Tokyo’s Chidorigafuchi moat was constructed around the Imperial Palace centuries ago, in the early Edo period (1603-1868) when the Tokugawa Shogunate ruled Japan. Today it’s one of the most picturesque places in Tokyo to view the sakura cherry blossoms, either from the banks of the moat or from inside it on a rowboat or pedal-boat.
Now that we’ve heard from the respondents about their top ten hanami spots, it’s time to press them for another top ten, and this time it’s: The hanami spot I most want to visit before I die.
Usuzumi Zakura is one of Japan’s oldest cherry blossom trees, located not far from the city of Gifu, in Neodani Valley in Neo Village, Motosu. Said to be approximately 1,500 years old, this sakura tree is said to have been planted by Emperor Keitai in the sixth century.
9. Kakunodate (Akita)
Kakunodate is famous for its weeping sakura, which cascade over traditional residences in the old samurai town.
8. Osaka Mint Bureau (Osaka)
Making another appearance in the survey is the Osaka Mint Bureau, with its short week-only viewing period making it a sought-after destination.
7. Takato-Joshi Koen (Nagano)
Takato-Joshi Koen also makes another appearance, and with photos this stunning, it’s easy to see why.
6. Miharu Takizakura (Fukushima)
Miharu Takizakura, which literally translates to “waterfall cherry tree of Miharu”, is an ancient sakura tree in Miharu that’s more than 1,000 years old. The weeping tree is classified as one of the five great cherry trees of Japan, and one of the three giant cherry trees of Japan. Designated a national treasure in 1922, the tree blooms with light pink flowers spreading out in all directions, like a waterfall.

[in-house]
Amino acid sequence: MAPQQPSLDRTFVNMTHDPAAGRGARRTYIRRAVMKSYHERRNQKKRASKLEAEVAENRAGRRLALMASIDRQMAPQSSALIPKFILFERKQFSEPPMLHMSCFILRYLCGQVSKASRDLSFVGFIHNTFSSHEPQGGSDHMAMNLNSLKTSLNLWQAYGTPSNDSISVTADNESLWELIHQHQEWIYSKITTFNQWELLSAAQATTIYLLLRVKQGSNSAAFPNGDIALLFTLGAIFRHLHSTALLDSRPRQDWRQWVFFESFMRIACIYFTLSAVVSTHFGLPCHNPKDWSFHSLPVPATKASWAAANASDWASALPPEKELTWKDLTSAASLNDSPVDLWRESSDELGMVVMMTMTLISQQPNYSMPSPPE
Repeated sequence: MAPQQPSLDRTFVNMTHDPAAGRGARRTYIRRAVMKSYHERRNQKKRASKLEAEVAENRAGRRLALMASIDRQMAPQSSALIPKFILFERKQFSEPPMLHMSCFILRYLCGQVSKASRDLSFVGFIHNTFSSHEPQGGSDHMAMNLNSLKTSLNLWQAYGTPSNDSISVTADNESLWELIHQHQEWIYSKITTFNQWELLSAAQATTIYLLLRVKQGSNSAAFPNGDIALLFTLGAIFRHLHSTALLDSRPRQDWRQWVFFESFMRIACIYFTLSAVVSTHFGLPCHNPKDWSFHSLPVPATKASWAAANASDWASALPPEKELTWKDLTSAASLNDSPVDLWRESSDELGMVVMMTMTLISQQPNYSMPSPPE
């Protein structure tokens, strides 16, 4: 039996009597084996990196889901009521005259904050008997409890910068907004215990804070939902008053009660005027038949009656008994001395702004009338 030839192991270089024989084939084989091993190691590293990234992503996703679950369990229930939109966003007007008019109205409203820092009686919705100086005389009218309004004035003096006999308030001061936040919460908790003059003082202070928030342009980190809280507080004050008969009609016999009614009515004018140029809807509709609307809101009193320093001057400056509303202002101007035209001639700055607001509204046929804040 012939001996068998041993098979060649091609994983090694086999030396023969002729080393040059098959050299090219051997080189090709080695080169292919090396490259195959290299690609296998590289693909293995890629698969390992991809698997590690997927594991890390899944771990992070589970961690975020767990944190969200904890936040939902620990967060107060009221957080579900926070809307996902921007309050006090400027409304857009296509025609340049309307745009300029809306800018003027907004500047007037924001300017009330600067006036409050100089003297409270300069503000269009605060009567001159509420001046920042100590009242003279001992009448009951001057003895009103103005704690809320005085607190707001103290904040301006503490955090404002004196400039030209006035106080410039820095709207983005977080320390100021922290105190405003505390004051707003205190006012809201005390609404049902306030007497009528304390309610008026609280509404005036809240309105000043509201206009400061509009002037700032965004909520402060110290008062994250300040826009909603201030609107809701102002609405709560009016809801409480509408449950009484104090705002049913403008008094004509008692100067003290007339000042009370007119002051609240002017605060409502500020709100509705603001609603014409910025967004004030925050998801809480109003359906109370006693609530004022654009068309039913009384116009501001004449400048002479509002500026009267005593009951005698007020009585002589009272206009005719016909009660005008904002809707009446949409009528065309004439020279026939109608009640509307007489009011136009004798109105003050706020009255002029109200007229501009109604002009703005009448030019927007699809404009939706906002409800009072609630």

5. Goryōkaku (Hokkaido)
Goryokaku once again proves to be popular, and with good reason. The unusual raised fort construction provides walkways on different levels, creating an all-encompassing view that makes you feel like you’re walking on clouds of cherry blossoms.
Surprisingly, no one spot in Kyoto is specified in this response; instead people dream of viewing the blossoms against the ancient city’s backdrop of traditional shrines, temples and tenement houses. And they probably dream of enjoying it without the hordes of tourists too.
3. Washington D.C. (U.S.A)
Another surprising entry on the list shows people have an interest in viewing the cherry blossoms outside of Japan, in Washington, where the cherry blossoms bloom around the Tidal Basin, the Washington Monument, and in East Potomac Park. In 1912, over 3,000 sakura were sent to the United States as a gift of friendship from the people of Japan, so a visit to see these special trees in bloom is a top dream destination for a number of Japanese people.
2. Mount Yoshino (Nara)
Once again, Mount Yoshino is popular, with people dreaming of ascending the slopes under a sea of cherry blossoms.
1. Hirosaki Park (Aomori)
Hirosaki Park takes top place on this list, and it’s well deserved. The expansive grounds provide you with a number of picturesque hanami spots, which come with a beautiful castle backdrop and moats that fill with fallen sakura petals, creating gorgeous cherry blossom carpets that draw crowds of visitors to Aomori year after year.
So there you have it – the top 10 best hanami spots in Japan and the top 10 hanami spots people wish to visit before they die. How many have you been to on the list? Let us know in the comments below, and if you’re looking for more recommended cherry blossom destinations, head on over here to view 45 more spots around Japan, from Hokkaido all the way down to Kyushu!